Friction is the resistance to motion that occurs when two objects touch. During a rescue, friction allows you to slowly lower a litter through a brake bar rack and to maintain control while rappelling. Even the ability to control how fast a rope slides through your gloved hand depends on friction. When descending, friction is your friend.

Friction can also be a thief, stealing energy as you try to raise a load. It resists movement as your rope is pulled over rocks and the edges of buildings, through carabiners and pulleys, and eventually finds its way to your subject. And the angle that the rope encounters other objects has a profound effect on the friction. For example, if the rope in your raising system must bend 90 degrees over the edge of a building, it will typically double the force required to raise the load. When raising, friction is your enemy.

"Lost" Forces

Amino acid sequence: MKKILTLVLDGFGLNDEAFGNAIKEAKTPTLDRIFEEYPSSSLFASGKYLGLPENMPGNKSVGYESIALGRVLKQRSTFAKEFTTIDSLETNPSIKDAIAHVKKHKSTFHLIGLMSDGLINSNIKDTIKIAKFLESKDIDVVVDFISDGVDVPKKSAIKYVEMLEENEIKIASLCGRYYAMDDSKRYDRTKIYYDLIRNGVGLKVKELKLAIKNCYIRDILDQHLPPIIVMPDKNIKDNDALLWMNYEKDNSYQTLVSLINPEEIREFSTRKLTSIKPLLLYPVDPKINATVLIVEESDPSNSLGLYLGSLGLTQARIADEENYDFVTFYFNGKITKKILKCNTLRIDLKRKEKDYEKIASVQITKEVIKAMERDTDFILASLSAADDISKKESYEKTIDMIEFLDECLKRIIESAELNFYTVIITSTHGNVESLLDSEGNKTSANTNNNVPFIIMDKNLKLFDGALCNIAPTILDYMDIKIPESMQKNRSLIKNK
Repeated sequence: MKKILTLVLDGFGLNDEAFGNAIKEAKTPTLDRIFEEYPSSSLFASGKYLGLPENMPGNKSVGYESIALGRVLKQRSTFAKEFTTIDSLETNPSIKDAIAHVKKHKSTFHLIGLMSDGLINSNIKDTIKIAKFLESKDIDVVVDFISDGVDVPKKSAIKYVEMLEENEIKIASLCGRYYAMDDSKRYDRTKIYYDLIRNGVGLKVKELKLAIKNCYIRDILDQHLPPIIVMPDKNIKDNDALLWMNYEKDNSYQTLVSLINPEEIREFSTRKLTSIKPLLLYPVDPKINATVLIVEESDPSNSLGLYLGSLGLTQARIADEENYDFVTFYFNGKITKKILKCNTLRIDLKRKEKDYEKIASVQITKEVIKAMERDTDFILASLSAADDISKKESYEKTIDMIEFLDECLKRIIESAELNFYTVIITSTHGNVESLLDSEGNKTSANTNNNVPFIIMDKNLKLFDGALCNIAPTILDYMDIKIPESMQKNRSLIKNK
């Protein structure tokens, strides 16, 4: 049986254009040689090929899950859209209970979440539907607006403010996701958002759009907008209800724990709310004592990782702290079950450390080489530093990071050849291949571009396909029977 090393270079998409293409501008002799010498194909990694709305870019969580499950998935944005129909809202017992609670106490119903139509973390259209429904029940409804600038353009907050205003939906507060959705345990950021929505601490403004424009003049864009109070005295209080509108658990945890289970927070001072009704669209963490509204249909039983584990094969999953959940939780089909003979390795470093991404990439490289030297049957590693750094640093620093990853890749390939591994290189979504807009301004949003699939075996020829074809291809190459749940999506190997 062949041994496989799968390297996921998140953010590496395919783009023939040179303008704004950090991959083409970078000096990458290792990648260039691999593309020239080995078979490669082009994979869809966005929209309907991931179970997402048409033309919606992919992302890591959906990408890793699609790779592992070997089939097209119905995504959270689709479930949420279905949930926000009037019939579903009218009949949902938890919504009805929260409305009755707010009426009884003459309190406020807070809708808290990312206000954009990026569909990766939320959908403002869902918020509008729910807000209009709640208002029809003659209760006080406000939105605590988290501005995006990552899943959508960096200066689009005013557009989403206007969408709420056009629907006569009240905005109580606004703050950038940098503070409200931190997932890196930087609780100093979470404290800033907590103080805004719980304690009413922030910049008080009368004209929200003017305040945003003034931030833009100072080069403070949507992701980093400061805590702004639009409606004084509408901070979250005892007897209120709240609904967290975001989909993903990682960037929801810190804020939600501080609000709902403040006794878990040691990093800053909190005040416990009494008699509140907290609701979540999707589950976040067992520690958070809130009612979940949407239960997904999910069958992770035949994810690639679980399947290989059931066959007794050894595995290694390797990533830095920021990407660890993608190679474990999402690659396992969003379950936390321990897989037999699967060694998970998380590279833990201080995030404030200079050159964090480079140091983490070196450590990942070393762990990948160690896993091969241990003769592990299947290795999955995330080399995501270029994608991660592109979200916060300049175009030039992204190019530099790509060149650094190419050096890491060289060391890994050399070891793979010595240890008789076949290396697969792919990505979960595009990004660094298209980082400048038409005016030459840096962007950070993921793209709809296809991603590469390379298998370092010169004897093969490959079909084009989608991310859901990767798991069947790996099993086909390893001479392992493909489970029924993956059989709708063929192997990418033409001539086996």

Regardless of whether the friction is helping you while lowering or making raising more difficult, the energy consumed by friction is not lost—it is converted into heat. The heat is initially absorbed by the objects that are rubbing against each other and it is subsequently dispersed into the air. The smaller the objects that generate the friction, the hotter they will become. For example, given the same friction and forces, a small tube-style descent control device will become much warmer than a large brake bar rack, simply because the rack has more mass to absorb, and more surface area to dissipate, the heat.

Typical Friction Percentages
Brake Bar Rack 75% - 98%
Carabiner (180° bend) 40% - 60%
Figure 8 DCD 90% - 95%
Pulley (ball bearing) 5%
Pulley (bronze bushing) 30%
Rescue 8 DCD 80% - 95%

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